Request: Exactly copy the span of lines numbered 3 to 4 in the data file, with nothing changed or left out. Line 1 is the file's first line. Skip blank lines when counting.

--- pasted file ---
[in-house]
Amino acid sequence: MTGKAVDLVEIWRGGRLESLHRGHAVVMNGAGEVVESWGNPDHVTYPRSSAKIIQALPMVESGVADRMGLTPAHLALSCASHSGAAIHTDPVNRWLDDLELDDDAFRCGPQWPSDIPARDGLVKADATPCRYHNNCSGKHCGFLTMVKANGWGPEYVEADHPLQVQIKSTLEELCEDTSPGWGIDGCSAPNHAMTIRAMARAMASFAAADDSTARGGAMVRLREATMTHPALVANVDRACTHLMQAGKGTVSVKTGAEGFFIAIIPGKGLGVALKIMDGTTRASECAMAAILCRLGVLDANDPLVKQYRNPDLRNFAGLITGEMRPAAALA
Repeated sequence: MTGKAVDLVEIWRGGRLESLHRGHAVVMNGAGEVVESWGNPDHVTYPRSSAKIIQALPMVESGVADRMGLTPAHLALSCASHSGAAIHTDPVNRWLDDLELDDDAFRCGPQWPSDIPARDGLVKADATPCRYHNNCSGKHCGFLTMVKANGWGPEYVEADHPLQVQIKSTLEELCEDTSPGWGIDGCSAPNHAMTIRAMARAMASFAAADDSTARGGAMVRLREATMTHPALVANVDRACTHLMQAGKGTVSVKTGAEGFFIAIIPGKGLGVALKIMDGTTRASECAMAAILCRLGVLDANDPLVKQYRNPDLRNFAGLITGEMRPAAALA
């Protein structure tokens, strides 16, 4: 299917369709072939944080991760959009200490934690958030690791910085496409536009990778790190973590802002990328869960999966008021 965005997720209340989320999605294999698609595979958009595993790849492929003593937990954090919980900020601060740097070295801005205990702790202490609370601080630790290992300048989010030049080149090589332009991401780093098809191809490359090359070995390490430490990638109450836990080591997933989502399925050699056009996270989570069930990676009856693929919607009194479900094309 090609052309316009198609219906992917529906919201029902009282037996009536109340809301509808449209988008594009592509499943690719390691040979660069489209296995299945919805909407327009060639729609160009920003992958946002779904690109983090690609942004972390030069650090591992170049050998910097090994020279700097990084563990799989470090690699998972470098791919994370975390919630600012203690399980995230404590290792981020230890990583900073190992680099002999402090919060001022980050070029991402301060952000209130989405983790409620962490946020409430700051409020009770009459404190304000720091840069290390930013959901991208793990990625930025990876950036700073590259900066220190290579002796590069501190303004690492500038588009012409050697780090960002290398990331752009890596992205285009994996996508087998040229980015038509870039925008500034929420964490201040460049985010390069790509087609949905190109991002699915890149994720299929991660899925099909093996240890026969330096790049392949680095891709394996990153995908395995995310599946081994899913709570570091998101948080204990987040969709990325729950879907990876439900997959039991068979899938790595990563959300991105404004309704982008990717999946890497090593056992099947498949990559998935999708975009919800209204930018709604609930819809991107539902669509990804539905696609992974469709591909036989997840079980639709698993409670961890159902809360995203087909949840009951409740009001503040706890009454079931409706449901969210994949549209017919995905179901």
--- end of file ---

Repeated sequence: MTGKAVDLVEIWRGGRLESLHRGHAVVMNGAGEVVESWGNPDHVTYPRSSAKIIQALPMVESGVADRMGLTPAHLALSCASHSGAAIHTDPVNRWLDDLELDDDAFRCGPQWPSDIPARDGLVKADATPCRYHNNCSGKHCGFLTMVKANGWGPEYVEADHPLQVQIKSTLEELCEDTSPGWGIDGCSAPNHAMTIRAMARAMASFAAADDSTARGGAMVRLREATMTHPALVANVDRACTHLMQAGKGTVSVKTGAEGFFIAIIPGKGLGVALKIMDGTTRASECAMAAILCRLGVLDANDPLVKQYRNPDLRNFAGLITGEMRPAAALA
């Protein structure tokens, strides 16, 4: 299917369709072939944080991760959009200490934690958030690791910085496409536009990778790190973590802002990328869960999966008021 965005997720209340989320999605294999698609595979958009595993790849492929003593937990954090919980900020601060740097070295801005205990702790202490609370601080630790290992300048989010030049080149090589332009991401780093098809191809490359090359070995390490430490990638109450836990080591997933989502399925050699056009996270989570069930990676009856693929919607009194479900094309 090609052309316009198609219906992917529906919201029902009282037996009536109340809301509808449209988008594009592509499943690719390691040979660069489209296995299945919805909407327009060639729609160009920003992958946002779904690109983090690609942004972390030069650090591992170049050998910097090994020279700097990084563990799989470090690699998972470098791919994370975390919630600012203690399980995230404590290792981020230890990583900073190992680099002999402090919060001022980050070029991402301060952000209130989405983790409620962490946020409430700051409020009770009459404190304000720091840069290390930013959901991208793990990625930025990876950036700073590259900066220190290579002796590069501190303004690492500038588009012409050697780090960002290398990331752009890596992205285009994996996508087998040229980015038509870039925008500034929420964490201040460049985010390069790509087609949905190109991002699915890149994720299929991660899925099909093996240890026969330096790049392949680095891709394996990153995908395995995310599946081994899913709570570091998101948080204990987040969709990325729950879907990876439900997959039991068979899938790595990563959300991105404004309704982008990717999946890497090593056992099947498949990559998935999708975009919800209204930018709604609930819809991107539902669509990804539905696609992974469709591909036989997840079980639709698993409670961890159902809360995203087909949840009951409740009001503040706890009454079931409706449901969210994949549209017919995905179901």